Source: Getty Images
Source: Getty Images

Personal Genome Diagnostics Inc. (PGDx) announced it has secured an exclusive licensing agreement with Memorial Sloan Kettering Cancer Center (MSK) to the intellectual property related to tumor mutation burden (TMB) discovered by discovered by Timothy Chan, M.D., Ph.D., and Naiyer Rizvi, M.D., PGDx will leverage this IP for the development, registration, and commercialization of diagnostics products and services to characterize TMB biomarker status. Financial terms of the agreement were not disclosed.

TMB is a biomarker that measures the number of mutations present in cancer patients' tumors. A growing body of evidence indicates that tumors with many mutations are more likely to respond to the new immuno-oncology therapies.

“Researchers affiliated with PGDx were instrumental in uncovering the link between tumor mutation status and response to immuno-oncology therapies, and we were among the first to include biomarkers for tumor mutation status in our tissue and liquid biopsy profiling tests,” said Doug Ward, CEO of Personal Genome Diagnostics in a statement.

The deal with MSK furthers PGDx’s commitment to provide diagnostic service in the burgeoning field of immuno-oncology (IO). In 2016, the Baltimore-based company negotiated rights with Johns Hopkins University for its microsatellite instability (MSI) testing technology. It currently has co-exclusive rights to the MSI technology portfolio with another diagnostics company, and the deal with MSK for TMB-related IP broadens its capabilities in IO.

Under the terms of the MSK license, PGDx has acquired exclusive rights to MSK's TMB patents for all types of genomic testing, including tissue and liquid biopsy tests, laboratory-developed tests (LDTs), standardized in vitro diagnostic (IVD) tests and companion diagnostics.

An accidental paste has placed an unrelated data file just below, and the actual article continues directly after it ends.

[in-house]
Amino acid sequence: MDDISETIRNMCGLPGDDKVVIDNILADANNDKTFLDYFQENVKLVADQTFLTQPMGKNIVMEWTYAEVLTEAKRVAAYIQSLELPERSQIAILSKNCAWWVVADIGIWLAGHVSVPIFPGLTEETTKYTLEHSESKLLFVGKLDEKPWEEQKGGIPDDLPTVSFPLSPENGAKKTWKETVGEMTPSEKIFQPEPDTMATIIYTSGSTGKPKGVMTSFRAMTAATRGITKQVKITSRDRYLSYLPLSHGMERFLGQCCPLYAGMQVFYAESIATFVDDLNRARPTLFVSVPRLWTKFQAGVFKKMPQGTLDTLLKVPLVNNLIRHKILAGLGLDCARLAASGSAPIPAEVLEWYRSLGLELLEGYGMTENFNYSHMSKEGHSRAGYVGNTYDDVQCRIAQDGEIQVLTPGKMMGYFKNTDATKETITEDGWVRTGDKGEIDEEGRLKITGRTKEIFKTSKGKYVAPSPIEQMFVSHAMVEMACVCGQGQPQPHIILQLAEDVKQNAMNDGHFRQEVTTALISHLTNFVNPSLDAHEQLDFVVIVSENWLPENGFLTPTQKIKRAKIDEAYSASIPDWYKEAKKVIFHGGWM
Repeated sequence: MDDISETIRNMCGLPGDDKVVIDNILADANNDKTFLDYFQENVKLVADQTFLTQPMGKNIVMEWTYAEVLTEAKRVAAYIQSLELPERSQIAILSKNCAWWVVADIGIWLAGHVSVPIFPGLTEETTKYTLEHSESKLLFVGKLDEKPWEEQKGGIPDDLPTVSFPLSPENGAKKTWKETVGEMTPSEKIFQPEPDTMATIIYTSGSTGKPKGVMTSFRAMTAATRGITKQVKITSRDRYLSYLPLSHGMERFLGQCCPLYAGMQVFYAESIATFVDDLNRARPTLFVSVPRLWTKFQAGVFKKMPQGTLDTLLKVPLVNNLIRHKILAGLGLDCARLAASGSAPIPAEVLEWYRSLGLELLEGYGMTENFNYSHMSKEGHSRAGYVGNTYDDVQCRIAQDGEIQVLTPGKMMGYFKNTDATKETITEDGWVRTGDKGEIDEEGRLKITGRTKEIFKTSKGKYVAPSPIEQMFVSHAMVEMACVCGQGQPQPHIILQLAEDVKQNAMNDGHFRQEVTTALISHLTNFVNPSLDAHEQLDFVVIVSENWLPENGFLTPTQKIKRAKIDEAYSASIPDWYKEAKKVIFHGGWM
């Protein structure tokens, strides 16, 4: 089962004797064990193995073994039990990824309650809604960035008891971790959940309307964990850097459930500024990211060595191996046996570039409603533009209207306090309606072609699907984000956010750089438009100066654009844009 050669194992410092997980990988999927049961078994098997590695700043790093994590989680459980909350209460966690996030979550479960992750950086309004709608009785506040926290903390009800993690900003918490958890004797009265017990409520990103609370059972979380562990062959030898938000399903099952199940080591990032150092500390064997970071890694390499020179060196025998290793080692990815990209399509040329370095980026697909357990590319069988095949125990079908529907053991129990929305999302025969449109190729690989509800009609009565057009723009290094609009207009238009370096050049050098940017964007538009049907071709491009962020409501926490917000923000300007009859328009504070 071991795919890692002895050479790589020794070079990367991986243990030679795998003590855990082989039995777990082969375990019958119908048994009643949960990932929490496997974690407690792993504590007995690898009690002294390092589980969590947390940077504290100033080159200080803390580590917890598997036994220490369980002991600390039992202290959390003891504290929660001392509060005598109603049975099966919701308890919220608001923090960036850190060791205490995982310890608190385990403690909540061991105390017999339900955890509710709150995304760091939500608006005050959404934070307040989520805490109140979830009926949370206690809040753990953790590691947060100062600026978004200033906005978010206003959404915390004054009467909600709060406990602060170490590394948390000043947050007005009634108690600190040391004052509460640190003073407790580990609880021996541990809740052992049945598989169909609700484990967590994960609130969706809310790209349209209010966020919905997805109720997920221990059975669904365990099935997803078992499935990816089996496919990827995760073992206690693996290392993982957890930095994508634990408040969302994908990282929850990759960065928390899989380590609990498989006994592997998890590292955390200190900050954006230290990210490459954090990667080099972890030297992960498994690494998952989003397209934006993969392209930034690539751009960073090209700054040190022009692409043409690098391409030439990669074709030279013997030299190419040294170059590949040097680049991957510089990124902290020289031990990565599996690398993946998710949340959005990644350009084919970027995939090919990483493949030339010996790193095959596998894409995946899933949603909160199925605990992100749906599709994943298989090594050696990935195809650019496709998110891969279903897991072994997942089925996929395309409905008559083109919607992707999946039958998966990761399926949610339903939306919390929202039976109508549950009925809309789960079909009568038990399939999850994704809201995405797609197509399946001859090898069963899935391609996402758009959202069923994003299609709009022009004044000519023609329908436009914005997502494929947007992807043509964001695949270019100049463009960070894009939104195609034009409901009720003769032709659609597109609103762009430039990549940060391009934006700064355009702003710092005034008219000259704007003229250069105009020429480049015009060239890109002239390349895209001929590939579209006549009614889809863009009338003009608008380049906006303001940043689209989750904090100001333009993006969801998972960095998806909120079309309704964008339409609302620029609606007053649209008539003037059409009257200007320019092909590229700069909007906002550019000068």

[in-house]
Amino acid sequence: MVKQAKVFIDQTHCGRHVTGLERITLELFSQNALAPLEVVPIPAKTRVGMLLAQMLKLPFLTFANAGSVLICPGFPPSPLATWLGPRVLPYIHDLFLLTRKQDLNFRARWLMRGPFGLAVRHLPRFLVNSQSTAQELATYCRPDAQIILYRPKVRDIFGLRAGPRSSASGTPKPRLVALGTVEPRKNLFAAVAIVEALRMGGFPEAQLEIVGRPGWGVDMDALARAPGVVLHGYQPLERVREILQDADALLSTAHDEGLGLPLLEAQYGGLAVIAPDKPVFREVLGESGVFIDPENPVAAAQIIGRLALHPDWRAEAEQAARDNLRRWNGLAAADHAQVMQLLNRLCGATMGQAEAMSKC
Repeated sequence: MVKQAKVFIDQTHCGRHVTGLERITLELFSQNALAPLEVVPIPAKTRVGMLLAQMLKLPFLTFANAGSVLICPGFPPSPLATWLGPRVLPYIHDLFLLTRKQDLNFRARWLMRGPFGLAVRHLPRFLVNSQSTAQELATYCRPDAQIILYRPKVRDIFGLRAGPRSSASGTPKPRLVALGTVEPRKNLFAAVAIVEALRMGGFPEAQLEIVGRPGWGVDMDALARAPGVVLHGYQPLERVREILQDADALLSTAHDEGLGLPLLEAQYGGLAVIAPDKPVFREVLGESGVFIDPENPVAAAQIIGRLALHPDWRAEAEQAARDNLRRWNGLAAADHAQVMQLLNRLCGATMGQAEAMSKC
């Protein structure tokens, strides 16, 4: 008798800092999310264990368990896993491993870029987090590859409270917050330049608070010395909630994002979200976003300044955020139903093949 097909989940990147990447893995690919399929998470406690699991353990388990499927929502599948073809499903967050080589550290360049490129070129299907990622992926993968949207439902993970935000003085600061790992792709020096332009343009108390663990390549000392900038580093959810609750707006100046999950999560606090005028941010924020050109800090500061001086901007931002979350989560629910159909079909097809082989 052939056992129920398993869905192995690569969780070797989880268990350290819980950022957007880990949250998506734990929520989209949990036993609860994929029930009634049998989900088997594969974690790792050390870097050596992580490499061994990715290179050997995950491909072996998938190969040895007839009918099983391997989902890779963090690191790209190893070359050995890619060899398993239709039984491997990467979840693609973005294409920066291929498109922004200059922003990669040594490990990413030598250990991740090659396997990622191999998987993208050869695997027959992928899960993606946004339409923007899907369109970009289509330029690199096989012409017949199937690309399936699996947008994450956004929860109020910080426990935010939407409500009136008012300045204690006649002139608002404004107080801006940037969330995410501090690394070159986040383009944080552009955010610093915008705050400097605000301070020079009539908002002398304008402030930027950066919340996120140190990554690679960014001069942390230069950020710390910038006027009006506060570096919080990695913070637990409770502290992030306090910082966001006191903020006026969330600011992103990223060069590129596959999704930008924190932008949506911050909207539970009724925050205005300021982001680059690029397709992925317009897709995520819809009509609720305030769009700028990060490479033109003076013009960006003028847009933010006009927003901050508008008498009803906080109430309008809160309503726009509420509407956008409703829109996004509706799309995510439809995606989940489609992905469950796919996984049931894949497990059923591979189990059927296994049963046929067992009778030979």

PGDx, a 2010 spin-out from Johns Hopkins has contributed research to the field for both TMB and MSI since it’s founding. A significant focus for PGDx has been in the area of immuno-oncology and biomarkers that may help to predict patient response to these therapies. The company has demonstrated the importance of tumor mutation load status and how it is related to patient response and also contributed to a 2015 study in the New England Journal of Medicine that found patients with high MSI had a much greater response immunotherapy pembrolizumab (Keytruda).

The company develops both tissue-based and liquid biopsy genomic tests and services which include its ImmunoSelect-R and PlasmaSELECT 64 tests. In January, the company raised $75 million in a Series B offering which included new investor Bristol-Myers Squibb. The capital will help PGDx further its goal of bringing regulated in vitro diagnostic (IVD) genome testing to cancer patients and their physicians with the aim of helping inform precision treatments based on the specific characteristics of each patient’s cancer.

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